6. Tommy Rogers says:

    For many years I had Uric Acid Stones on a regular basis. I have passed 85 stones that were near BB size or larger, the first one had to be removed by surgery. Have passed numerous small flakes that I did not count. One day at lunch the restaurant didn’t have brewed tea so I drank a certain soda. The next morning when urinating the first time I passed probably as many as 200 small flakes. Took 3 more times for it to clear up, passing lesser amounts each time. I wondered if it was the soft drink so I waited 2 weeks and did the same thing, same results, took 4 times for the flakes to disappear. I am interested with corresponding with anyone that has had several Uric Acid Stones.

    • John says:

      I’m right there with you. . I’ve had a ton of stones. (Going with 100) and uncountable little “flakes”. If I drink a pop, just one, within a day or two I will have a stone. Definately has to do with color of pop too. Dark color is a day or two, clear pop doesn’t seem to do it so I’m not quite sure.

  7. Chad T says:

    I just got out of the hospital 2 weeks ago after being admitted due to a kidney stone. It was the most painful thing I’ve experienced. My kidneys weren’t functioning correctly and I couldn’t pass the stone. My urologist said not to drink any brewed tea or dark cola.

  8. lisa says:

    I drink alot of coca cola and i had kidney stones in 2003, i havent had them since then and i drink about 6 cans of pop a day. I recently had a ct scan and i they have found another kidney stone in my right side, so i would say if it takes ten yrs for one to form and i didnt decrease my pop intake that whether or not you drink pop doesnt matter.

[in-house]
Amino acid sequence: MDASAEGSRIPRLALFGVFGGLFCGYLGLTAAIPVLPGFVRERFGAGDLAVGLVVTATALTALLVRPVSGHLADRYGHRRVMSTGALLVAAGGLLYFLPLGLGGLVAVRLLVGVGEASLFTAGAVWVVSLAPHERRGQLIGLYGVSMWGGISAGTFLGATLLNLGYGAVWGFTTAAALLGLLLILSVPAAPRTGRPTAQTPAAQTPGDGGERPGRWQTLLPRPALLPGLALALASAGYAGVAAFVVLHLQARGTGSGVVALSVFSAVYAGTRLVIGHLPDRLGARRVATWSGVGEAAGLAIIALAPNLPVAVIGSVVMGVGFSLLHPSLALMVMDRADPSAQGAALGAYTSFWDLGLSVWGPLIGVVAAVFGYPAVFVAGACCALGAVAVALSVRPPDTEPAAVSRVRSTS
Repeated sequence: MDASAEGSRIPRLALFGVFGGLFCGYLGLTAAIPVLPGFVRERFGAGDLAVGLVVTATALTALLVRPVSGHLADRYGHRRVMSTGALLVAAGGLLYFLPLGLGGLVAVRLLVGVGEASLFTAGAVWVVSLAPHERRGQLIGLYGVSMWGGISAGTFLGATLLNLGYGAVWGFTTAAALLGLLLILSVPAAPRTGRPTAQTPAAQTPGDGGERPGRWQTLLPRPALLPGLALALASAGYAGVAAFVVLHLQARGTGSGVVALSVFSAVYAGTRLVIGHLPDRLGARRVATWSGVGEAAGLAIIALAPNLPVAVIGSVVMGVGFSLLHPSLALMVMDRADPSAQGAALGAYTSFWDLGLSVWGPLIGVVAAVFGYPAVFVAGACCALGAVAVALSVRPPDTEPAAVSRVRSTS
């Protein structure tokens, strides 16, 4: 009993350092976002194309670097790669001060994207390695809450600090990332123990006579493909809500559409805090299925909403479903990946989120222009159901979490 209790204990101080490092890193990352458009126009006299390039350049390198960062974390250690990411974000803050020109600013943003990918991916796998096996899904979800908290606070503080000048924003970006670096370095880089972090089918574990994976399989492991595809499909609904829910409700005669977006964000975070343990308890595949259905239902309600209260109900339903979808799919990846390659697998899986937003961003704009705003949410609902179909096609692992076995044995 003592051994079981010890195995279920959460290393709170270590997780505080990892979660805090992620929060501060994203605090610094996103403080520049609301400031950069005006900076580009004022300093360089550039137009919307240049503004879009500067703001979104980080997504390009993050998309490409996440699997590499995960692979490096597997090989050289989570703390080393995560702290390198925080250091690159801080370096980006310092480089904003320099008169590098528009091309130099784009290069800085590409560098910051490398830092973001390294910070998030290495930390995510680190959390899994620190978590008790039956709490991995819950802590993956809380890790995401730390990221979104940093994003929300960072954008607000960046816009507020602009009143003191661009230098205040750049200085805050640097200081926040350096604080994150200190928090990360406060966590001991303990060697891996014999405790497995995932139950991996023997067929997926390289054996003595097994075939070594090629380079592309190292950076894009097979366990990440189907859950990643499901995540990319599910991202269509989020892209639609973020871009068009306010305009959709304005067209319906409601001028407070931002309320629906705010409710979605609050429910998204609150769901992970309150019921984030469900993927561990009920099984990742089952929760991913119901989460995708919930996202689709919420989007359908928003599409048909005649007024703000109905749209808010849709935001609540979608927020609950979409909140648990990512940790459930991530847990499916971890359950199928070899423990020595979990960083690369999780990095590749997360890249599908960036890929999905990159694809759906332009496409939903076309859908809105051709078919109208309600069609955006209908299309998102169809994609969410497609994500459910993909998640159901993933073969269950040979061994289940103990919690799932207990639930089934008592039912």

9. Paul says:

    As a middle aged male who used to get kidney stones – but no longer does – I’d advise ditching pop, period. All flavours. I used to drink 2 liters of ginger ale daily, rarely ever any colas, but had stones fairly frequently. Even cutting back to 1 or 2 cans a day didn’t end the stone problem for me. It was a struggle but once the pop habit was broken my kidney stones stopped. Coffee, tea, water, juices, and wine are all I drink now and my kidneys are doing well.

  10. Jasin says:

    I was recently diagnosed with Kidney stones in the ER. I drank a lot of soda (sierra mist) and high content sugar drinks with very little in the way of water. I certainly hope it was the soda because I don’t have time for any more kidney stones.

  11. S Atwell says:

    So what actually defines the “colas” that are spoken of? Are we talking dark colored carbonated drinks or sodas in general?

    • KidneyStoners.org says:

      Colas refers to phosphoric acid containing sodas, found mostly in dark colored sodas (such as Coca Cola). Fruit flavored sodas (such as Sprite) usually use citric acid instead. Some colas don’t contain phosphoric acid. Check the ingredient list if you are not sure.